As part of their work, the town installed a well with a slightly larger diameter. The levels of hexavalent chromium had dropped to the point that the tests were not detecting the substance, however, Carroll said.

She said the town and consultants believe that a drought and the fact that the water table was different back in 2016 contributed to this change in levels.

The town tried other methods to find the source of the hexavalent chromium and test filtration. But Carroll said they ultimately ran out of time in part because Shrewsbury began construction of a new plant in 2017 and the town needed to demolish the former plant.

Since 2016, the average concentration of hexavalent chromium in Shrewsbury’s finished water is around 3.6 ppb, Water and Sewer Superintendent Dan Rowley said.

The town has continued its search for the source of the chemical.

Howland said DEP was also working to track down the source. But it has not found a confirmed responsible party, according to Carroll.

The DEP has further stopped its program over the last several years mainly because the issue of PFAS chemical contaminations took precedence.

Carroll said it is still on their radar and the agency is interested in pursuing another location for additional test wells, though.

Pilot testing results 

Shrewsbury still resumed its latest round of pilot testing in 2020, completing testing in a matter of months and generating a report in July of last year.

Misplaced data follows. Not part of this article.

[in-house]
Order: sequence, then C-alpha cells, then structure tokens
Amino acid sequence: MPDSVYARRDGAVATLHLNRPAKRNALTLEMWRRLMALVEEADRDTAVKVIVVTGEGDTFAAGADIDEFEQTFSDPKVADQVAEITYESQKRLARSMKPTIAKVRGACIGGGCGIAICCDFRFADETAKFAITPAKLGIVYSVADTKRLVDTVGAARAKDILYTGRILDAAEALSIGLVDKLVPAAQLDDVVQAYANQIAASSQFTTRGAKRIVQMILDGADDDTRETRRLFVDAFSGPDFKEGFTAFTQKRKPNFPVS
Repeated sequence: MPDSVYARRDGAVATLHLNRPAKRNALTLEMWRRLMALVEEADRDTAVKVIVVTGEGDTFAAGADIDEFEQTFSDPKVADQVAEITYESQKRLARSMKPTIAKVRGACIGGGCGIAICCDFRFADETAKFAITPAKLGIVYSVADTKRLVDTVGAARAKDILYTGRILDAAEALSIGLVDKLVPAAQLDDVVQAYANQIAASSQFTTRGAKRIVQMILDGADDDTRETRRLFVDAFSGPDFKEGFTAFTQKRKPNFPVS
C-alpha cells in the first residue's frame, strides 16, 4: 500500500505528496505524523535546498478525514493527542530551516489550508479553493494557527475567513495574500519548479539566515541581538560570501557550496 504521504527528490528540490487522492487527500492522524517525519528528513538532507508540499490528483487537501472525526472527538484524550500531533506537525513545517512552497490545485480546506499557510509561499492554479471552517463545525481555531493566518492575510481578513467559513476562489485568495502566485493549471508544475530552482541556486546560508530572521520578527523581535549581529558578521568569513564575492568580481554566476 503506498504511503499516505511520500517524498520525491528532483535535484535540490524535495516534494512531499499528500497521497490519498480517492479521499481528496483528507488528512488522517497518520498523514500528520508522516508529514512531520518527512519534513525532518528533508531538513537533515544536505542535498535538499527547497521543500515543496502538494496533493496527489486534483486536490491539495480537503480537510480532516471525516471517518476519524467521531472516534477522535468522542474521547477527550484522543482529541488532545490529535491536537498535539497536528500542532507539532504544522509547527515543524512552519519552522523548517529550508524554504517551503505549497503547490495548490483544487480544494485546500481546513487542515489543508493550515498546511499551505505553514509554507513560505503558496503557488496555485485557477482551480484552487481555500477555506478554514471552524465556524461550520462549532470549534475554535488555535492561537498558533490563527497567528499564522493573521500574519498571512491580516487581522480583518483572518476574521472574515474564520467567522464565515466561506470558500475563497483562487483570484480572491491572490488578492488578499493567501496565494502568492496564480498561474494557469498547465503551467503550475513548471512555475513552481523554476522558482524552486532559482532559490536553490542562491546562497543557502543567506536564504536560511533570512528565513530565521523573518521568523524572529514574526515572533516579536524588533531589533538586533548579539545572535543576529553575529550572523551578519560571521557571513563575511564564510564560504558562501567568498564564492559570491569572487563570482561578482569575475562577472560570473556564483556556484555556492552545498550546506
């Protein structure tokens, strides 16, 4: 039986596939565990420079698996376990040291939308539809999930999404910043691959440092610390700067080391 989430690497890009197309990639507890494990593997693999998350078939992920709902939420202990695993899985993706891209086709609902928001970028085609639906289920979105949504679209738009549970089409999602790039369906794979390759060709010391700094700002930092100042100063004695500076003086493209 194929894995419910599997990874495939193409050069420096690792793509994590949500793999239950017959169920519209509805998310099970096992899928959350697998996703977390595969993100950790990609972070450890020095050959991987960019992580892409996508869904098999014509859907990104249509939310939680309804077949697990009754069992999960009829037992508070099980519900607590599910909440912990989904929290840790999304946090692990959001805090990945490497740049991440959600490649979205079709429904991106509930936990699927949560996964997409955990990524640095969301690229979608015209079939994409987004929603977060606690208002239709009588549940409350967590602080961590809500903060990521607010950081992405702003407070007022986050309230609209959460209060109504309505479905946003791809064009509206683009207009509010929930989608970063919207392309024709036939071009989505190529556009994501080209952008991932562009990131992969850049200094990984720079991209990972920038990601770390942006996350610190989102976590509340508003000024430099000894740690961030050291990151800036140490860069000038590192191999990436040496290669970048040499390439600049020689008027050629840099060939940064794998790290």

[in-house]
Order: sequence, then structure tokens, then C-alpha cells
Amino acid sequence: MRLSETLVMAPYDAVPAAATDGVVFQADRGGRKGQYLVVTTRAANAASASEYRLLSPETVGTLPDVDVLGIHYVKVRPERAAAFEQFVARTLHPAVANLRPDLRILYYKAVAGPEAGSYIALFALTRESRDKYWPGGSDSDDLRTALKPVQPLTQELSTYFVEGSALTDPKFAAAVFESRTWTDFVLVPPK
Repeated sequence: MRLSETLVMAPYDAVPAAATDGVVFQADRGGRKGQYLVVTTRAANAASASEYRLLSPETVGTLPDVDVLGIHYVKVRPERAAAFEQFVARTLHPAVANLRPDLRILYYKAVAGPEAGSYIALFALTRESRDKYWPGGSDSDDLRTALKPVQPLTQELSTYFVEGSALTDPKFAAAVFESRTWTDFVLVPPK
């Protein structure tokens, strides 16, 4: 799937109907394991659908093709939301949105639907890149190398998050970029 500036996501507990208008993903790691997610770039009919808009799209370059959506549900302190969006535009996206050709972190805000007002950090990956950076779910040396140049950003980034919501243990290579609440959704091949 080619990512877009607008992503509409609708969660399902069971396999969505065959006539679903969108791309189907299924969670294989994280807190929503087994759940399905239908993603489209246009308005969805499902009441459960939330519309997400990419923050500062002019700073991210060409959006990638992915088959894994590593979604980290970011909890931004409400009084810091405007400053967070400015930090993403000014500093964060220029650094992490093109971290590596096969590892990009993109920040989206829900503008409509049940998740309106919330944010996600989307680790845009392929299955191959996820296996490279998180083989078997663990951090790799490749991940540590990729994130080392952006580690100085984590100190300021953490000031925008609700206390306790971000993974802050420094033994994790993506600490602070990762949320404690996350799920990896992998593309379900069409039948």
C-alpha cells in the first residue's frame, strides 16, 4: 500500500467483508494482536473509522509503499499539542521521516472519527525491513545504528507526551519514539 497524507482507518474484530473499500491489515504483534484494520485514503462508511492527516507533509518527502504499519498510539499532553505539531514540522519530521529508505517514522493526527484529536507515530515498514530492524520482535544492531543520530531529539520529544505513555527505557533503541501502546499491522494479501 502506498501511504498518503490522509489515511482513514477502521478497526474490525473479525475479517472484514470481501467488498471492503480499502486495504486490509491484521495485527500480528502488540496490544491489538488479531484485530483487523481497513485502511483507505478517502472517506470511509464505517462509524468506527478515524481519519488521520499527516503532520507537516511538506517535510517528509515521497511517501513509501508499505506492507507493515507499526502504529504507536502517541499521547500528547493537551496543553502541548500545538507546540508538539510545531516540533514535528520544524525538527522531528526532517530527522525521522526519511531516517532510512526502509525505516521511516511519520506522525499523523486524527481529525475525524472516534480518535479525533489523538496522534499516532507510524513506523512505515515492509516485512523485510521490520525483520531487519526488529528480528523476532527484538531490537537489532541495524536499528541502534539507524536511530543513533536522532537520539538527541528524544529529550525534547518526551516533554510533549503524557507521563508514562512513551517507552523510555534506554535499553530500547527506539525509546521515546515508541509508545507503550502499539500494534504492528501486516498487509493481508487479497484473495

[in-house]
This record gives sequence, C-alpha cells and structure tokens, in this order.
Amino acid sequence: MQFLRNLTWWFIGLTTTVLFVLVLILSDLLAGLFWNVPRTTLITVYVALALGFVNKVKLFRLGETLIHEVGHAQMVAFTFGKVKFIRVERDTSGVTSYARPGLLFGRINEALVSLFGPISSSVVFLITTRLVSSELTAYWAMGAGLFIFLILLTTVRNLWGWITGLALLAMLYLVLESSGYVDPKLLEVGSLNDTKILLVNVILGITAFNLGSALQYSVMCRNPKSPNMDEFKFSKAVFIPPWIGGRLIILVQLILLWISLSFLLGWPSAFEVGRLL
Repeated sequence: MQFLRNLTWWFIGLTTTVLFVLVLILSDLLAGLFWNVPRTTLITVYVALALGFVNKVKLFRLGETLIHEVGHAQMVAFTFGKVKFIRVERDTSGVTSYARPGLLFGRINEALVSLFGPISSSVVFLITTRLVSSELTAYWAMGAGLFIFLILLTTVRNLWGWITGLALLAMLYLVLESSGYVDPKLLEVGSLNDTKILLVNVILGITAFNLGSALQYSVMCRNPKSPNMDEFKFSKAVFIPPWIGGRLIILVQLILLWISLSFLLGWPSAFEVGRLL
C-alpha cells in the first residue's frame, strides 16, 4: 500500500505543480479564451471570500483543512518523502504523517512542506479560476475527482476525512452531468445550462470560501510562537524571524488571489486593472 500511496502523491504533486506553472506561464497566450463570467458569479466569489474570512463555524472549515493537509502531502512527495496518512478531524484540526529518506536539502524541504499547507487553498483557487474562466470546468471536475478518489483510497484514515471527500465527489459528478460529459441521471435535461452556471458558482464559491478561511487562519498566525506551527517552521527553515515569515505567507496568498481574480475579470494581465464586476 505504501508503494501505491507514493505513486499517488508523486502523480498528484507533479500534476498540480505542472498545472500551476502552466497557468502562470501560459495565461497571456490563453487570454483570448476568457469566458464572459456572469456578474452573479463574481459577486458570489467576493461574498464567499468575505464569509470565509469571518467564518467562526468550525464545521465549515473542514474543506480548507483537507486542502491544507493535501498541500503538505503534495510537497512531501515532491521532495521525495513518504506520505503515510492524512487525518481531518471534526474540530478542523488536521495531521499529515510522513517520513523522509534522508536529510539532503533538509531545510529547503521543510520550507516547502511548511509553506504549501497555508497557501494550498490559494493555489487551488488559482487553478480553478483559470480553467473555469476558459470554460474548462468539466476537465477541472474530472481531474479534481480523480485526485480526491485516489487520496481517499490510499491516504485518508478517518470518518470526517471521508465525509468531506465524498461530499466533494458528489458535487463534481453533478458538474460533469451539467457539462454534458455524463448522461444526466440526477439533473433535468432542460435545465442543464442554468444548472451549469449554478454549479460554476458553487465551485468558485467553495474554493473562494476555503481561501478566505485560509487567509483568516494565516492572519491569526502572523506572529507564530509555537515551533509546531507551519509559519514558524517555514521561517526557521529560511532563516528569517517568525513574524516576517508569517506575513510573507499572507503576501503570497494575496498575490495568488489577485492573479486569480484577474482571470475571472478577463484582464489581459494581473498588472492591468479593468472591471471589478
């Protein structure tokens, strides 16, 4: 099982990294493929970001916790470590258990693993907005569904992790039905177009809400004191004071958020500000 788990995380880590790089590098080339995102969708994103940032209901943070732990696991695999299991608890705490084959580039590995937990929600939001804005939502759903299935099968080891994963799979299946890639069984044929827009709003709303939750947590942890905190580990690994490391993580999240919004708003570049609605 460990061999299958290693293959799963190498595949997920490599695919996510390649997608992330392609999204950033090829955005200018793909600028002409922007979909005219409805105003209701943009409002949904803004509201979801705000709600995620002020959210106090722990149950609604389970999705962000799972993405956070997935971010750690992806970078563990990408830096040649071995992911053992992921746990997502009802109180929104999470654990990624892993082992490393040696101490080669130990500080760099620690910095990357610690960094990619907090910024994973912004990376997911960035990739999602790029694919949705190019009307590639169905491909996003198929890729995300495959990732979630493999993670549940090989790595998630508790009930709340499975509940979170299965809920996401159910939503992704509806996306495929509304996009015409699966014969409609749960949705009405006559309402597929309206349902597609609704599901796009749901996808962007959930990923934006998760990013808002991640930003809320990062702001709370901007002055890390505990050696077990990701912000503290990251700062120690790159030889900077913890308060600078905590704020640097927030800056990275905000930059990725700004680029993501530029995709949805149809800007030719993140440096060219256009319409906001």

As part of the testing, Shrewsbury seeded its water with 100 ppb of hexavalent chromium.

According to Howland, two technologies tested were able to remove between 93% and 96% of the hexavalent chromium in tests.

Neither would likely be able to replicate those results on town water, though, due to its lower concentration of hexavalent chromium.

Howland said that AdEdge, a sub-consultant of Tata & Howard indicated that some hexavalent chromium would still pass through through the filter of even a preferred option, meaning Shrewsbury could expect a reduction of 1 ppb or less from their current rates of around 3.6 ppb.

Howland told Shrewsbury town leaders that there are no known methods that would get Shrewsbury down to a nondetectable level of hexavalent chromium.

That fact coupled with the estimated $7.7 million price tag and additional annual costs of $1 million to maintain the filtration system had town officials feeling cautious about implementing new filtration strategies as of this March 22 selectmen meeting.

Pilot testing is also needed for any additions onto the water treatment plant, Howland said.

“I’m not sure that it makes sense to go forward with a $7.7 million answer to just really have the same result,” said Selectman Beth Casavant.

Howland suggested continuing to test quarterly.

If the concentration of hexavalent chromium documented in testing increases, staff may return to the selectmen with a different suggestion.


Shrewsbury wrapping up hex chrome pilot

Superintendent of Water and Sewer provides hex-chrome pilot program update

Shrewsbury completes unidirectional flushing